The Virtues Of Love In Shakespeare's "Let Me Not To The Marriage Of True Minds"

1036 words - 5 pages

William Shakespeare's "Let me not to the marriage of true minds" is a Shakespearean or English sonnet that attempts to determine the true meaning of love. The dictation used to write this sonnet reveals a number of meanings to readers. The speaker uses the imagery to compare love to a ship lost at sea. The writer often uses caesuras, in this poem, which applies emphasis on some parts of the poem. The author uses many elements to define what true love is not; then, he moves on to tell what true love is and how it withstands the test of time.
The first quatrain paints a picture of what love is not. "Let me not to the marriage of true minds / Admit impediments; love is not love" (lines ...view middle of the document...

The second quatrain reveals imagery by comparing love to a ship lost in a storm: "O, no, it is an ever-fixed mark / That looks on tempests and is never shaken" (lines 5-6). The words "O, no," (line 5) indicate the turning point where the speaker is telling the listener what love is in the second quatrain. In lines 5-6, the speaker is saying that true love is always being there for one another, and love never gives into temptations. When the speaker talks about the "ever-fixed mark" (line 5), he uses the image of a lighthouse as a metaphor to that mark. A lighthouse is built strong to withstand through a storm. The speaker is saying that true love always withstands through difficult situations between lovers. The lighthouse is always there, as a guide, when ships need it the most. True love is always being there for your lover, like a guide, when he or she is close to hitting rock bottom. Love is also related to a star in the second quatrain: "It is the star to every wandering bark, / Whose worth's unknown, although his height be taken" (lines 8-9). In these lines, the speaker is stating that true love is also turning to your lover when you need guidance, or advice, so that no one gets lost. Here, the speaker is referring to a lost ship, when he talks about the "wandering bark" (line 7). In line 8, the speaker is saying that true love will go to extraordinary lengths for each other and never doubt it. This is the instinct of two people who truly love one another. The last line in the second quatrain paints a picture of a star being so far in the sky above, that no man knows the value of the star.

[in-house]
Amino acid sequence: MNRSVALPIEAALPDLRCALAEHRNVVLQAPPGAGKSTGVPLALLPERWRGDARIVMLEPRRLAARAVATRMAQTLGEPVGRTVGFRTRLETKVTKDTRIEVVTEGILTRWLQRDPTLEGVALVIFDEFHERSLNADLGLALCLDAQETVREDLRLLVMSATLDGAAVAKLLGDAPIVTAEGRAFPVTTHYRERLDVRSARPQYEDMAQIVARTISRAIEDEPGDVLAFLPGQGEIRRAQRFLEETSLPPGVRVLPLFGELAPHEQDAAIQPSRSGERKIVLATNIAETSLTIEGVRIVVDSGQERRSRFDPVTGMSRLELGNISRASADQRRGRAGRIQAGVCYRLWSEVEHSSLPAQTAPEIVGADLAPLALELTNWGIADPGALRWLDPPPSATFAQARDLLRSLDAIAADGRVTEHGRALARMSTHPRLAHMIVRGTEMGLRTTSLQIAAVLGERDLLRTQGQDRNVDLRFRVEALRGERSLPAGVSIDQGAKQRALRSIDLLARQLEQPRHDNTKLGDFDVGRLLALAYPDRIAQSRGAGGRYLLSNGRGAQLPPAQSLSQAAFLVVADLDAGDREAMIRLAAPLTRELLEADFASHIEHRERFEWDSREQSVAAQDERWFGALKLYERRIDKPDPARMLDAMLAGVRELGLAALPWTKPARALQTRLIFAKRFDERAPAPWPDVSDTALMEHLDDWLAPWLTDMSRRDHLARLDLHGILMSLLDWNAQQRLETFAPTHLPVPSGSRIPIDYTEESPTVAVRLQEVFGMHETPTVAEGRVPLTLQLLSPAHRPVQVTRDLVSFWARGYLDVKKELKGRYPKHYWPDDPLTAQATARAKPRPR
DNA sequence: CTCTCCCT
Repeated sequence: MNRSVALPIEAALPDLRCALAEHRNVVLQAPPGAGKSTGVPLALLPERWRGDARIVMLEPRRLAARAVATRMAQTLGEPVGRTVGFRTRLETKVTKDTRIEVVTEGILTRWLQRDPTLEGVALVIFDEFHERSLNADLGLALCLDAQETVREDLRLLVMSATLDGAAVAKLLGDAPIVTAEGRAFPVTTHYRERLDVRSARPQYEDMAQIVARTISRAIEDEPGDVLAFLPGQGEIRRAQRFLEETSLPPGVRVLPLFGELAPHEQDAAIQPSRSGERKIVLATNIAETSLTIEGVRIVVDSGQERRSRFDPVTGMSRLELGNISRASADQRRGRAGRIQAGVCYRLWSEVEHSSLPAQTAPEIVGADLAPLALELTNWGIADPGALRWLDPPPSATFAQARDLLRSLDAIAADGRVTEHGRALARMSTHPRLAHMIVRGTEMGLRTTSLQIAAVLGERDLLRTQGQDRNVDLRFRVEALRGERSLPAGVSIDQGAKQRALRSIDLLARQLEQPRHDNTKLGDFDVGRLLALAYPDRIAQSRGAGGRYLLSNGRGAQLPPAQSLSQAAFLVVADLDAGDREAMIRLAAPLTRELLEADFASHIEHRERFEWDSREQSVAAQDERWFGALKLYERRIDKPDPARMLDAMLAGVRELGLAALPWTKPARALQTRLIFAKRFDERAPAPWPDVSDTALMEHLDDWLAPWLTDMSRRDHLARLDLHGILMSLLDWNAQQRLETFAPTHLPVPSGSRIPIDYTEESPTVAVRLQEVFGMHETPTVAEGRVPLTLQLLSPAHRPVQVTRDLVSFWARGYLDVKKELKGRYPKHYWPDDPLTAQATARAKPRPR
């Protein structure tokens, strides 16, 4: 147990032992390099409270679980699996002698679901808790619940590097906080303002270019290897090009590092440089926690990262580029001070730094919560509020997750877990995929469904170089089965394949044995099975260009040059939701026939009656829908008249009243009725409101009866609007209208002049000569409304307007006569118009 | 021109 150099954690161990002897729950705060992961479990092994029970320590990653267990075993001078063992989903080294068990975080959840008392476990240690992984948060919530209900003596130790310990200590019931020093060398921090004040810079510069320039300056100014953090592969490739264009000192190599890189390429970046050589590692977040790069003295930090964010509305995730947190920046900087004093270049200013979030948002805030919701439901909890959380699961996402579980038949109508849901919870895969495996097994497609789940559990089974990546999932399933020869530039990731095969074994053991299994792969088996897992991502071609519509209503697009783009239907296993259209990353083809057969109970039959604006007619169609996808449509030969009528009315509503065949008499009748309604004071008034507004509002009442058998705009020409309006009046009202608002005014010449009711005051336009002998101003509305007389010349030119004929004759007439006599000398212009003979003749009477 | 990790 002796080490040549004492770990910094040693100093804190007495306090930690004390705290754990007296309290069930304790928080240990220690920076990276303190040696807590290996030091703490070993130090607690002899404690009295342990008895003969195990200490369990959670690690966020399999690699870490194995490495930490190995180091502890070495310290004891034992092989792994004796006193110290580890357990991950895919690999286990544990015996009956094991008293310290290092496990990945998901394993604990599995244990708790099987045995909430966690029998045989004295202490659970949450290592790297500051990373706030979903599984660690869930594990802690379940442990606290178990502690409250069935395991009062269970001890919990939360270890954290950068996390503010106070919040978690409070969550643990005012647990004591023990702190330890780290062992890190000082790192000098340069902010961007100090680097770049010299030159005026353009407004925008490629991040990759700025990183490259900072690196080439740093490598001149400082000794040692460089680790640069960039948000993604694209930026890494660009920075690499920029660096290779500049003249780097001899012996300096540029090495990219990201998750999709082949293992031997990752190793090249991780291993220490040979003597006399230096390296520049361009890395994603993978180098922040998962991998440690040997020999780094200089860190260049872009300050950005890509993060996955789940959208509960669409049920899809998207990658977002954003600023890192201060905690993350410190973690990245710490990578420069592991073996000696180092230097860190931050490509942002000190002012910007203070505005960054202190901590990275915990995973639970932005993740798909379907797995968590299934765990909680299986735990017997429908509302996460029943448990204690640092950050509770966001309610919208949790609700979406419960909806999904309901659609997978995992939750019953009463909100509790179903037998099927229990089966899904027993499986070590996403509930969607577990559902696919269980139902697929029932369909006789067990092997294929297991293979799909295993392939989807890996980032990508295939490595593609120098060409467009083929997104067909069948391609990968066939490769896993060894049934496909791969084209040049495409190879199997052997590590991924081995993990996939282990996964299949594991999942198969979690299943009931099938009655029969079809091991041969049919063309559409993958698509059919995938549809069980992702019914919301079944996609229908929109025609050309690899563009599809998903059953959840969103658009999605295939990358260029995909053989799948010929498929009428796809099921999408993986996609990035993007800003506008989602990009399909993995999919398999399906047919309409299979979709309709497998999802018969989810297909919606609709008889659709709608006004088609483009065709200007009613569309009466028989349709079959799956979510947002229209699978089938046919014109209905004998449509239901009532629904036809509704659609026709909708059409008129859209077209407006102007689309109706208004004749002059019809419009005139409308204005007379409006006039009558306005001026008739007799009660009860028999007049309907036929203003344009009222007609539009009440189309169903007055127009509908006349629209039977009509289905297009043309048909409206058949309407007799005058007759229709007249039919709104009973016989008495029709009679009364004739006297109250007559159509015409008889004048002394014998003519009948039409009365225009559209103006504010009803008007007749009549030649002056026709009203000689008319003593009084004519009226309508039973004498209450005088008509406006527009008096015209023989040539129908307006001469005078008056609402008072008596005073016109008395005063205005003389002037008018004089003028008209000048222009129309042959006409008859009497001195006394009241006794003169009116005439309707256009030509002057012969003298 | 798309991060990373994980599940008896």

In the third quatrain, love is described in relation to time: "Love's not Time's fool, though rosy lips and cheeks / Within his bending sickle's compass come (lines 9-10). In these two lines, the speaker is...

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